How many times have you felt a slew of emotions only to become overwhelmed with what they mean and what to do with them? I think we’ve all been there! Something I started implementing into my life in college, thanks to an amazing counselor that I was seeing for a season, was using a feelings word chart to help me navigate my emotions. This has served me SO well in life in general and especially in marriage. It reminds me that I’M in control of my emotions, not the other way around because of this trick I’m about to share. When I’m feeling really overwhelmed, tender, processing a conflict I’m dealing with, or just feeling emotional in general, I pull out this feelings chart. I read down the list and I write down each emotion that resonates with me. As I do that, I write, “I’m feeling ________ because _________________.” As I do this it helps me understand myself better. The thing is that every emotion we feel has a place and it is an indicator. So we have to understand them and make sure we put them in a healthy place, instead of being controlled by them or ignoring them. When navigating intimacy in marriage and learning to be more comfortable being vulnerable, use the same method I listed above. “Babe, when you did ________, it made me feel _______ because ________.” Or, “I’m feeling ________ about sharing this piece of my heart or story with you because __________.” Does that make sense? When we can understand our emotions and communicate them clearly along with WHY we feel a certain way, it brings our spouse into the process WITH us instead of keeping you isolated, navigating it alone. And really, this is a way to love your spouse more fully, and actively fight selfishness…because it’s really easy to keep things to ourselves but guess what? You signed up for this when you got married and you gave up the right to keep things to yourself because marriage is about selflessness and putting someone else before you (lots of trying and failing and trying again here) for the rest of forever!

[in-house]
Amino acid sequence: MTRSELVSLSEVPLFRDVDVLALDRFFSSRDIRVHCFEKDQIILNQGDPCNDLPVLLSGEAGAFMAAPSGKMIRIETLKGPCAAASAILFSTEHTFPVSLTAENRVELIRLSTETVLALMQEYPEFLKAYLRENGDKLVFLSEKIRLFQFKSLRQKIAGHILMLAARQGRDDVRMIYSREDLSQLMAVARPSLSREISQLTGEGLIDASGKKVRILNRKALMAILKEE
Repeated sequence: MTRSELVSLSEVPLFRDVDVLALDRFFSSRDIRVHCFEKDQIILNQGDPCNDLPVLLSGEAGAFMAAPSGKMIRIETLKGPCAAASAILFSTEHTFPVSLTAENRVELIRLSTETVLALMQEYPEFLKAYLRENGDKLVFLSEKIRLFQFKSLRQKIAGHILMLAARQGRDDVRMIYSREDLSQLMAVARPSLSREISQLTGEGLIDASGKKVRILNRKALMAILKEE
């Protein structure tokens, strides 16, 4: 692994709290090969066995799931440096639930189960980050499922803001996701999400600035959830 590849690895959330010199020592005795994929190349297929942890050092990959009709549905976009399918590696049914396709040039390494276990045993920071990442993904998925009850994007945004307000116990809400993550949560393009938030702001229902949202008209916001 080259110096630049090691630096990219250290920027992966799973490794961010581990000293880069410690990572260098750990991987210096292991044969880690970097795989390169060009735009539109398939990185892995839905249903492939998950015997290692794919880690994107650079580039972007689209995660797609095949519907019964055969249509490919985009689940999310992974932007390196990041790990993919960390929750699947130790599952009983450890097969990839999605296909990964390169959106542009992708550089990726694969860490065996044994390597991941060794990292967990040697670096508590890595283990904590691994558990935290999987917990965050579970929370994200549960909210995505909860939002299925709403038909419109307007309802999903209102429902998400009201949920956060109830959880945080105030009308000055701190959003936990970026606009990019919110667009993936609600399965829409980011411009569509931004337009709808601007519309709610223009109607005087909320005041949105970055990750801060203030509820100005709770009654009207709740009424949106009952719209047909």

So now what? How do you implement those things consistently into your relationship? Below are a few practical tips on how to cultivate intimacy on a regular basis.
1. create a safe space to share with each other.
Consistently remind each other that no matter what is shared, you will figure it out together and embrace the process of helping each other show up in their truest form!
2. Identify areas that are hard for you to be vulnerable about (needs, desires, wants, struggles, hopes, dreams, disappointments, failures, past wounds or mistakes, etc.) and share them with your spouse.
If I can identify the things that are hard for me to share and make Collier aware of those things he can be more sensitive to asking questions around that topic and loving me extra hard in that area. A huge part about more intimacy and being vulnerable is gaining more and more understanding of how the other operates, who they are, and what is important to him/her.